Is my chameleon ready to lay eggs

Cianb

Member
I think my Cham has a genetic problem, she has a tongue that she sticks out a little bit and just overall weird
She last laid eggs exactly 65 days ago
Is she ready to lay? Again
 

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janjan20

Chameleon Enthusiast
Not sure about the tongue, but to my understanding females can lay eggs every 2-3 months if conditions are right. She looks very round at the moment...what are the temps and feeding schedule? I’m not experienced with females but I know these are two very important factors with clutch size and frequency.
 

Cianb

Member
Not sure about the tongue, but to my understanding females can lay eggs every 2-3 months if conditions are right. She looks very round at the moment...what are the temps and feeding schedule? I’m not experienced with females but I know these are two very important factors with clutch size and frequency.
Hi, thanks for the reply her tank is around 27-32 which is recommended and I feed her around 9-12 dusted locust after that and sometimes for a treat I give her some wax worms
 

Chameleomom

Chameleon Enthusiast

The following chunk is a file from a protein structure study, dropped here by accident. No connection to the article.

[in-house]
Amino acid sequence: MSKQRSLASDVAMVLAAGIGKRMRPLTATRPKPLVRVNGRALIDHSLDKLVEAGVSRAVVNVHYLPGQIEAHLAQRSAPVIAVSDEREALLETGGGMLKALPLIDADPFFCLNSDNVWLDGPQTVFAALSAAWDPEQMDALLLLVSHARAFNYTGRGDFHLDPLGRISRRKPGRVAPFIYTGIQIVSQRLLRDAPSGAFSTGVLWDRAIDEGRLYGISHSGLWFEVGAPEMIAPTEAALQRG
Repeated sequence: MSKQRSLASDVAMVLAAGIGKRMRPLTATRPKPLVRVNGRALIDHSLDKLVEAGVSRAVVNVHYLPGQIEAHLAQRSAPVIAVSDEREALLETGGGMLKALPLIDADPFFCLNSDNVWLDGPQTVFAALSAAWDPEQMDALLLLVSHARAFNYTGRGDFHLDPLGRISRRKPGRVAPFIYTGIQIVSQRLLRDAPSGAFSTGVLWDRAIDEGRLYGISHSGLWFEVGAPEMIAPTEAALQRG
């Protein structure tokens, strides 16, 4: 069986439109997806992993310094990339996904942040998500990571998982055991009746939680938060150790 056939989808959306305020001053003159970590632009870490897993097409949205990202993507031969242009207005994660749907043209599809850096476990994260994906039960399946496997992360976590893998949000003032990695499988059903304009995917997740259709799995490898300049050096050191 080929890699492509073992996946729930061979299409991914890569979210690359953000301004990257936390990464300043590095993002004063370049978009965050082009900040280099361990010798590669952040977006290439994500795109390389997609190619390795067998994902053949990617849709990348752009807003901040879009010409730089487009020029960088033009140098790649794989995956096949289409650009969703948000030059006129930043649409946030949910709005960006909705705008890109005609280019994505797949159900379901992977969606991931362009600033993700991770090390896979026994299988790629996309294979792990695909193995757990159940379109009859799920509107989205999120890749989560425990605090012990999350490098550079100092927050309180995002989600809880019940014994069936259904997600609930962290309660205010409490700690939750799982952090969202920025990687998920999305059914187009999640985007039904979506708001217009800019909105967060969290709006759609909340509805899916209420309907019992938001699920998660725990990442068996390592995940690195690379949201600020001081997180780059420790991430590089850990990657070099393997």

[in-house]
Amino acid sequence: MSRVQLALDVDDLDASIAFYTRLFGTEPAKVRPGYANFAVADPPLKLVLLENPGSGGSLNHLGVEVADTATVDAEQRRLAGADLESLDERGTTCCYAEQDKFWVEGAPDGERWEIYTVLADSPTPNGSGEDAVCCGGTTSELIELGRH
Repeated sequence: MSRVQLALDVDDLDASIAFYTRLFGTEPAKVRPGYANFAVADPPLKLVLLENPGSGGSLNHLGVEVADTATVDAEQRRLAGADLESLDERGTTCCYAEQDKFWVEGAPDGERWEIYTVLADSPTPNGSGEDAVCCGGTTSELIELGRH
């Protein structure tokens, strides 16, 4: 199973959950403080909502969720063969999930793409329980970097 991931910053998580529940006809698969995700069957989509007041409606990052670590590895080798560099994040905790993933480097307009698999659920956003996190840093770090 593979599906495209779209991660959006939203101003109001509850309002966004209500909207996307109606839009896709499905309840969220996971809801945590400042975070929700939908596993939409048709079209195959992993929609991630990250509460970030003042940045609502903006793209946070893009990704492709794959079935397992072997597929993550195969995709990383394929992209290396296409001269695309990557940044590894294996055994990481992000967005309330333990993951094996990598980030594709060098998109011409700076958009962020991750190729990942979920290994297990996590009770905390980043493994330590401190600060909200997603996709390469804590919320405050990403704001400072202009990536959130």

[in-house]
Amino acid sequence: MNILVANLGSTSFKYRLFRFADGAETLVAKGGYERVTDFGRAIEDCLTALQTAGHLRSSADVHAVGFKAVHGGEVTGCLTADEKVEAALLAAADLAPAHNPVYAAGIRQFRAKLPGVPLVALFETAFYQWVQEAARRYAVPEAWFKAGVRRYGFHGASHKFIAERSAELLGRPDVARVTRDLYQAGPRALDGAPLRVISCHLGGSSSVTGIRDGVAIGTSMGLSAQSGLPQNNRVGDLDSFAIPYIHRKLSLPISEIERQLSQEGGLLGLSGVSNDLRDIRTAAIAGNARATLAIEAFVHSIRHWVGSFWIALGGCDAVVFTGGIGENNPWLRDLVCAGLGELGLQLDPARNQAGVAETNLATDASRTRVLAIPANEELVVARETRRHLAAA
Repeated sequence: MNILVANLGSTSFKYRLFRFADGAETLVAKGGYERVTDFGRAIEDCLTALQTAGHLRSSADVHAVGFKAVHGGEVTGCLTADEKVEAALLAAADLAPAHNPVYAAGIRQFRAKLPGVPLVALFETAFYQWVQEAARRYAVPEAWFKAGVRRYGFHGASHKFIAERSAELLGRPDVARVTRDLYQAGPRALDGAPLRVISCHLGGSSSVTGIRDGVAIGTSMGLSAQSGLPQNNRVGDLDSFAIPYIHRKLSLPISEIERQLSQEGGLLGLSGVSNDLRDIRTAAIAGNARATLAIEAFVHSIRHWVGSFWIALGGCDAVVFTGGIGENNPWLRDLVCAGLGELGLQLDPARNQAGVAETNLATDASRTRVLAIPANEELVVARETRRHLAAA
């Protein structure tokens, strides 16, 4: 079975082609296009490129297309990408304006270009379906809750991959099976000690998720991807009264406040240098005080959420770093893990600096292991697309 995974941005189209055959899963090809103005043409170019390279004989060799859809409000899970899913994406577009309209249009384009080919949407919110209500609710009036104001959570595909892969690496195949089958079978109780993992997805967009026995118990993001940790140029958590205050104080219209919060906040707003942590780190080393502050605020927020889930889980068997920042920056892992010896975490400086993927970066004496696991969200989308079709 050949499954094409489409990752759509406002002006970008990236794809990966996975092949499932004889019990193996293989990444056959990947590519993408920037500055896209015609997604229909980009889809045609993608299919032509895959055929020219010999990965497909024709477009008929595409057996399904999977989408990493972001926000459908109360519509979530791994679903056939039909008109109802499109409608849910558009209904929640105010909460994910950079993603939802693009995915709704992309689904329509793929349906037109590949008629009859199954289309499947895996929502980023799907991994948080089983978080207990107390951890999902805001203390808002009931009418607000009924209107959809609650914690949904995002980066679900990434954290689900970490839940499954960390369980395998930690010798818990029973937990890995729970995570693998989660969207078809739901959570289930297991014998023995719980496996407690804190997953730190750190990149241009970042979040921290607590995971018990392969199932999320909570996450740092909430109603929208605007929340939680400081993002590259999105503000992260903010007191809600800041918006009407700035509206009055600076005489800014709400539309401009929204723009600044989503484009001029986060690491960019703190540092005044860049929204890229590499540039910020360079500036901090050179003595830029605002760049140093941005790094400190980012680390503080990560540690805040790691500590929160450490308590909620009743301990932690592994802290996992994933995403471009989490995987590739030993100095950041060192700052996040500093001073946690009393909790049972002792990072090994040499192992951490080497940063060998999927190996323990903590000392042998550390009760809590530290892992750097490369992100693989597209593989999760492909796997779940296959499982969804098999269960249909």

A female over 6 months of age should always have a laying bin available. The laying bin should be at least 16x16x16" with depth of substrate of at least 12" being crucial. The egg laying substrate should be either washed playsand or a mixture of washed playsand and organic soil moistened so that a tunnel retains its shape and does not collapse. There should be one or several branches going into the laying bin so that the female can crawl in and out as desired. A female about to lay eggs will often become restless, pace her cage and make decrease or stop eating in the week before. Once a female enters the laying bin she may dig several test holes before choosing to lay eggs. They dig head first to make the tunnel and then back into the tunnel to lay their eggs before covering the tunnel completely. It is absolutely critical to give a chameleon complete privacy while she is in the laying bin. If she is disturbed she may abandon her tunnel and could be become eggbound. The cage may need to be wrapped with a sheet with only a peep hole to keep disruptions out of sight. It can take several hours up to several days to lay eggs. A female that is weak, very uncomfortable, or refuses to use a laying bin may need veterinary assistance immediately. After a female lays eggs is it is very important to give her at least a week of minimal stress, increased hydration and calcium-rich food to recuperate.
 
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